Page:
Evaluating the Effectiveness of Rhizobium Inoculants and Micronutrients as Technologies for Nepalese Common Bean Smallholder Farmers in the Real-World Context of Highly Variable Hillside Environments
Authors: Malinda S. Thilakarathna, Tejendra Chapagaina, Bhawana Ghimire, Roshan Pudasaini, Bir Bahadur Tamang, Khem Bahadur Gurung, Khem Raj Chowi, Laxmi Devi Rai (Lama), Samjhana Sinjali, et. al.
Abstract: Studies have shown the potential of rhizobia and associated micronutrients to enhance symbiotic nitrogen fixation in legumes. Tens of millions of smallholder farmers, however, farm on mountain hillsides in highly variable soil and microenvironments, with different crop rotations,
inputs and cultural practices. Here, on the terraces of the Nepalese Himalayas, we evaluated rhizobium inoculants (local, exotic), micronutrients (molybdenum, boron) and their combinations as technologies for smallholder farmers under highly variable microenvironments and traditional
practices. The study was conducted as a series of participatory on-farm trials with 39 terrace farmers in two mid-hill districts of Nepal (Dhading, Kaski) from 2015 to 2017. Plots were measured for relevant agronomic traits. As expected, when comparing treatment plots with adjacent control plots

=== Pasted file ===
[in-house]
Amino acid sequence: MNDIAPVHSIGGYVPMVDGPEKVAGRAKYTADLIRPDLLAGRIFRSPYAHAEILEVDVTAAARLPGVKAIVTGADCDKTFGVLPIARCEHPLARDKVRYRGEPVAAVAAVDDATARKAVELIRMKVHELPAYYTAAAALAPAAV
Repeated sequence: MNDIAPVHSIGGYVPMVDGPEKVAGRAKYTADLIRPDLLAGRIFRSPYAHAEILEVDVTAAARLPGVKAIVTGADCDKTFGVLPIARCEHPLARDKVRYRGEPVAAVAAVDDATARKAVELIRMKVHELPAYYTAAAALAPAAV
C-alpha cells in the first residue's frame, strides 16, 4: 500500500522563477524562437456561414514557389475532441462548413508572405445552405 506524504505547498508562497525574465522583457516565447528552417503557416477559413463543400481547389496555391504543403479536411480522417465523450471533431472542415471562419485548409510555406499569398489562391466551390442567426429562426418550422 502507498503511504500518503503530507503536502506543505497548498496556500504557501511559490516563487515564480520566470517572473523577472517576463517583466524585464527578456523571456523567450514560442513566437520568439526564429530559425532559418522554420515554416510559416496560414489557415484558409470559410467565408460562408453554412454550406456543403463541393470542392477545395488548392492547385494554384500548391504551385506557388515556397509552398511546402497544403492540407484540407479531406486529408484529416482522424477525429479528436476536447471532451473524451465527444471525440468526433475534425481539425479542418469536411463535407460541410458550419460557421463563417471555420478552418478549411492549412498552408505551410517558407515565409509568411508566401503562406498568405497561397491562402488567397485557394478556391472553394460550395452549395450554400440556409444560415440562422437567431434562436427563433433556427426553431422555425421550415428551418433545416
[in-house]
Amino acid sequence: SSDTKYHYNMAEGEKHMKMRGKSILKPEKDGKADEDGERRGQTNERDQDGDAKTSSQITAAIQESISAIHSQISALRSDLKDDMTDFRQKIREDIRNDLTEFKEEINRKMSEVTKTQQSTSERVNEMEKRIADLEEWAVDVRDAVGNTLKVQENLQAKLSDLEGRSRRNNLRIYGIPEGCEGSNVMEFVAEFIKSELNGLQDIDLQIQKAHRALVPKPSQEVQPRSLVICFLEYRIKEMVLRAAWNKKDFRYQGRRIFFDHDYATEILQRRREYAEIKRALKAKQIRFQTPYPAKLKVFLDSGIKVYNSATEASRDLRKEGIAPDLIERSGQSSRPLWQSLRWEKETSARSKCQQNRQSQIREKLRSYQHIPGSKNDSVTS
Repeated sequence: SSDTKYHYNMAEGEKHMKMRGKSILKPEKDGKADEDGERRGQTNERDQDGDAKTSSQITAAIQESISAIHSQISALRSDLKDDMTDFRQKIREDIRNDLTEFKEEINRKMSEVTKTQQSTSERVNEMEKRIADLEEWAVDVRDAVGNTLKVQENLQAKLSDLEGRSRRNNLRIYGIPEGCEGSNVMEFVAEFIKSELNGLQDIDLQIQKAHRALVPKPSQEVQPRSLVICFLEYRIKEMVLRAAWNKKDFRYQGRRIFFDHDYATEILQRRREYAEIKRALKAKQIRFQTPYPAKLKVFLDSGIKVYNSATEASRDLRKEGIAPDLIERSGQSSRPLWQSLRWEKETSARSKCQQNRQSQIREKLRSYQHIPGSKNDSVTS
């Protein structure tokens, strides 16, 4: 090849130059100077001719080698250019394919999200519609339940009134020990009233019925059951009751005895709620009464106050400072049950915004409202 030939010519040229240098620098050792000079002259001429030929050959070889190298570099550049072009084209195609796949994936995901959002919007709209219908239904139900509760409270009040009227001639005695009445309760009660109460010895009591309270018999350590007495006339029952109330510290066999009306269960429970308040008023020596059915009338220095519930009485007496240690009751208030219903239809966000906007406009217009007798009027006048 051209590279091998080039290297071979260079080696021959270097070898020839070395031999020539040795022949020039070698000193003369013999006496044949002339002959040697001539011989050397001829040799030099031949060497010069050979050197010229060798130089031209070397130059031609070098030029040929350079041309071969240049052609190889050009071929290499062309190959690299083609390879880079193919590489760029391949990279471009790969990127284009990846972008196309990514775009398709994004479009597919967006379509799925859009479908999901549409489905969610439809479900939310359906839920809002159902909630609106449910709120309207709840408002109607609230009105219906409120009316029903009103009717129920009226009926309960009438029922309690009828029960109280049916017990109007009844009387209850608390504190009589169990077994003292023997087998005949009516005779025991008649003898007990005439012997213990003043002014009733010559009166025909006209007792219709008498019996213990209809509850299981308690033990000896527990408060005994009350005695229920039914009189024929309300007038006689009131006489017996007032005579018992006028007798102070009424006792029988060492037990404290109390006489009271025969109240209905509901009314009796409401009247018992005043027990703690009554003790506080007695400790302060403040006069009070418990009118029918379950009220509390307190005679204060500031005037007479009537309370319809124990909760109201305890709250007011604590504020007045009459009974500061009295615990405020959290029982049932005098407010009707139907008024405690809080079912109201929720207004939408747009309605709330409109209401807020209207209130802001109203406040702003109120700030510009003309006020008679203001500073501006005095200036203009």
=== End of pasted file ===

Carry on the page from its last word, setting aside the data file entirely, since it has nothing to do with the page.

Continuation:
within each farm, the results demonstrated tremendous farm-to-farm variability for nodulation, vegetative biomass, shoot nitrogen content, grain yield, and grain N content. Despite the variation observed, the data showed that the number of farms that showed yield increases from the rhizobium
interventions, compared to those that suffered yield losses, was generally 2:1. We discuss potential experimental and socio-agronomic reasons for the variable results, including rainfall, which appeared critical. The results demonstrate the promise of rhizobium interventions for hillside smallholder
farmers, even in a highly variable context.
Keywords: common bean; legume; nodule; nitrogen fixation; terrace farmer; micronutrients